Published on February 18th, 2013 | by Brett Harris
John Piper: A Challenge For Young People
In a sermon delivered on Sunday, August 27, 2006, entitled Holy Ambition: To Preach Where Christ Has Not Been Named, John Piper briefly turns his attention to the children in the audience. In a culture of extended adolescence and spiritual immaturity, his words bear particular relevance to us all.
At 7 minutes, 45 seconds, this video is already longer than the attention span of your average, TV-addicted American teenager. But we want you all to watch it. In fact, we would like you to share it with your family. Whether you’re young or old, you will be blessed and challenged by its message.
Note: For those who cannot view the video or would like to see the message in its entirety—and we encourage you to do so—the full video, text and audio are available by clicking here. A transcript of this excerpt is available below.
Little children, listen to me carefully, for a moment. I know the words, “holy ambition,” are unusual and you don’t use them every day. “Holy ambition” means something you really want to do that God wants you to do. Something you want to do so much that doing it keeps you from doing other things that you also really like to do. Paul really wanted to go to Rome for years. But he didn’t go because he wanted something else more. He wanted to preach the gospel in Asia and Greece where people didn’t know about Jesus. He really, really, really wanted to do this. We call that kind of desire an “ambition.” And we call it “holy ambition” when it is something God wants you to do.
Do you have one? Probably not yet. You’re only a child. That’s what you’re supposed to be. But some day you won’t be a child any more. And one of the differences between being a child and growing up is that growing up as a Christian means you get a holy ambition. Most little girls, my Talitha included, really want to have and play with dolls. That’s a good thing. But the day is going to come, little girls, when you will put away the fun of playing with dolls and grow up into the even bigger, better joy of caring for real babies in the nursery. And maybe you will even lead a ministry someday of caring for hungry babies far away, or lonely babies who have no mommy or daddy. And for some of you this will become a holy ambition. For others your holy ambition will be something else.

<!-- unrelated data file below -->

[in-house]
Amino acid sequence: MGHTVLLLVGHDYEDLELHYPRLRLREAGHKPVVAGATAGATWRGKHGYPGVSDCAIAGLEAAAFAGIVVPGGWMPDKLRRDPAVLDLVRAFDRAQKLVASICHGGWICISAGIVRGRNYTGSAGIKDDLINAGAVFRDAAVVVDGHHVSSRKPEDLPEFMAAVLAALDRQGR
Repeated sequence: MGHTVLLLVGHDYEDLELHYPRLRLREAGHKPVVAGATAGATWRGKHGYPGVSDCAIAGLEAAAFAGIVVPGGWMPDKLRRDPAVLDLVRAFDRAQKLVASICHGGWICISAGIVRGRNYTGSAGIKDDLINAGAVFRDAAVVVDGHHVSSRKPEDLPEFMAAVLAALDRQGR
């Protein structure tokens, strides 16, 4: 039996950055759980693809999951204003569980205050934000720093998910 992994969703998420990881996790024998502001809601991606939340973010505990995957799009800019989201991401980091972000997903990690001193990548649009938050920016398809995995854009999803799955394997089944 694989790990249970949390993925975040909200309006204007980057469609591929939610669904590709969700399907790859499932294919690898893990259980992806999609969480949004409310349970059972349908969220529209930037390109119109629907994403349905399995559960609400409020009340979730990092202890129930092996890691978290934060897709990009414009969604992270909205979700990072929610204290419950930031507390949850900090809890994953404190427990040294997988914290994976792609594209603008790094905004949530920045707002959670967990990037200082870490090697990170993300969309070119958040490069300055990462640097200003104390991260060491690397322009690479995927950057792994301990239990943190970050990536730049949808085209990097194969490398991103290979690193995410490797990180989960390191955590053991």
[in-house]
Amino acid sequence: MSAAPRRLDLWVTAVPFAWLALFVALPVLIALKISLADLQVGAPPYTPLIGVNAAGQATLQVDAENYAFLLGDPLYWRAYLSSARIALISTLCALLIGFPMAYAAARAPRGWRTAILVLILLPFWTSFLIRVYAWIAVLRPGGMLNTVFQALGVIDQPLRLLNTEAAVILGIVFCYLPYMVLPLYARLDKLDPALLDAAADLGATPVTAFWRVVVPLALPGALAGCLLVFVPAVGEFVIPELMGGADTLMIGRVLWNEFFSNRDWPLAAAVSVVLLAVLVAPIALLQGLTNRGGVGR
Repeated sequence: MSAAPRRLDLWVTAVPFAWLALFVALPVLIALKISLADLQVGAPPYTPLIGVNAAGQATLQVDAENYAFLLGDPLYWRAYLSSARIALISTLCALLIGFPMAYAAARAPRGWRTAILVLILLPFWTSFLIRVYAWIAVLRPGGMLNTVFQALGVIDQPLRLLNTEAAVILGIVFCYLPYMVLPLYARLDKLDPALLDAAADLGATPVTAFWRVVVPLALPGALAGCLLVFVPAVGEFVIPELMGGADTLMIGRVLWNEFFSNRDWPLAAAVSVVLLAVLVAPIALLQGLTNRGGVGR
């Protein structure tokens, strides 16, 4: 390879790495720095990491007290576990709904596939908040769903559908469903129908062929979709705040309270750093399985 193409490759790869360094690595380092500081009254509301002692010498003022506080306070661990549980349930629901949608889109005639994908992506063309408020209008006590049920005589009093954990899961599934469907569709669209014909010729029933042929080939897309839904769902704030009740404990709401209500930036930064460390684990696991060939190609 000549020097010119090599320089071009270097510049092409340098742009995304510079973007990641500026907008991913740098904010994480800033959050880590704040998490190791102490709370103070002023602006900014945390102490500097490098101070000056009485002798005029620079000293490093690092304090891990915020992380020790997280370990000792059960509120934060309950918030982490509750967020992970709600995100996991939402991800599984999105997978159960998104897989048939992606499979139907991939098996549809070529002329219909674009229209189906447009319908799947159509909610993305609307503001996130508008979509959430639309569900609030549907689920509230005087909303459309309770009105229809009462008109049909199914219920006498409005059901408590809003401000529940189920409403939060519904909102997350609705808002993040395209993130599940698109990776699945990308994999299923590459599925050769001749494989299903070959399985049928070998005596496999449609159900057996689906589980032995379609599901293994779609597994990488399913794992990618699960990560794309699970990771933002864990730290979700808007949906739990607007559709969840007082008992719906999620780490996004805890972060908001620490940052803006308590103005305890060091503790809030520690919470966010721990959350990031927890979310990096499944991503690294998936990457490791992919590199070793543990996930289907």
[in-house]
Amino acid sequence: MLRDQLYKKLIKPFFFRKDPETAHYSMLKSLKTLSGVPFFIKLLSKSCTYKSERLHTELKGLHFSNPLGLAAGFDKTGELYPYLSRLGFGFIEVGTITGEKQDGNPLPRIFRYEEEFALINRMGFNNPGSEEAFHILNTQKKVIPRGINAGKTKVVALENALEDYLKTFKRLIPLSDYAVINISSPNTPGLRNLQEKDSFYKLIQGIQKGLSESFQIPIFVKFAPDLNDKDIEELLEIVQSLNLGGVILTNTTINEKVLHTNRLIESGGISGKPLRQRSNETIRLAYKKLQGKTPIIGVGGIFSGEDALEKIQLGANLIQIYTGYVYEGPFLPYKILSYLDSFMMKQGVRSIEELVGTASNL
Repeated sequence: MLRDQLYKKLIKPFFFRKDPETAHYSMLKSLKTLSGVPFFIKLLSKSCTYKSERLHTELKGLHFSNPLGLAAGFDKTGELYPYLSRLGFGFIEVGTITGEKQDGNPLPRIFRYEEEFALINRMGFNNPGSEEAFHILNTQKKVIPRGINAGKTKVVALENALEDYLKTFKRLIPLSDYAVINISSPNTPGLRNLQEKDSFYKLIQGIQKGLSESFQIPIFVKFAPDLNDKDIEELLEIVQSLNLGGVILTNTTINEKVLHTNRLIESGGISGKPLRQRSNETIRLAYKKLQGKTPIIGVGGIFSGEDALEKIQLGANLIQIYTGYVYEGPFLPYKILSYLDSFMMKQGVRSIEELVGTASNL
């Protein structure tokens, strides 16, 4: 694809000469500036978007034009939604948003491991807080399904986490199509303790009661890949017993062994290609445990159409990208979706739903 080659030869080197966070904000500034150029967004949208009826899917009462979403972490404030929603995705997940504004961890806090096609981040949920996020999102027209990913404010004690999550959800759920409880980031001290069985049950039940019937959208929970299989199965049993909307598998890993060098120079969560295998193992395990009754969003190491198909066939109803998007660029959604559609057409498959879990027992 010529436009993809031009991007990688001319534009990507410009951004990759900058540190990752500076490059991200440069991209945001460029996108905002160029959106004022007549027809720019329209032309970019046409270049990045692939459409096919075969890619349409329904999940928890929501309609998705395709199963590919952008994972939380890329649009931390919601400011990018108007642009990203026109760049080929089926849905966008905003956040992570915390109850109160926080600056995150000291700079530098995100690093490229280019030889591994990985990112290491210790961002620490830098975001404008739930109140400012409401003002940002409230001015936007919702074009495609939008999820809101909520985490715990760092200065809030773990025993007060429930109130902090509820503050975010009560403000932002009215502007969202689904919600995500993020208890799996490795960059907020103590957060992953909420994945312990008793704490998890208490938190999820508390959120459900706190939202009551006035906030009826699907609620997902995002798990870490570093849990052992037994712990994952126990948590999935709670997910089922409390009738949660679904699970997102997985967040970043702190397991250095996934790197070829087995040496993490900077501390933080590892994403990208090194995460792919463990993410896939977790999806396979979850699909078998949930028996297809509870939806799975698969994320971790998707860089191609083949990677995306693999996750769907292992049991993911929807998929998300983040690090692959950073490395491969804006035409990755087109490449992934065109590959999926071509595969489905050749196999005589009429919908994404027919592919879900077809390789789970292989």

And boys, listen. If you are like I was, what you really want is a ball, a truck, and gun and somebody to play with. I’ve never had real gun (except a pellet rifle). But I shot a lot of bad guys with my Matt Dillon pistol and my Lukas McCain-like, circle-handled rifle. I loved playing football with my friends and digging roads across the street for my trucks and drawing my pistol so fast you couldn’t see it. It was fun. And that was good.
But some day you won’t be a little boy any more. And one of the differences between being a little boy and growing up is that growing up as a Christian means you get a holy ambition. And that means the fun of guns and trucks and balls gets small and the joy of fighting for justice and salvation gets big. Growing up means getting a holy ambition to wield the sword of the Spirit mightily and drive a truckload of love to the needy and kick Satan’s rear end in the name of Jesus.
Mom and Dad, single people, young and old, Christians should have a holy ambition. Something you really, really want to do for the glory of God. Something that controls you. It helps you decide not to go to Rome yet. It gives eternal focus and passion to your life.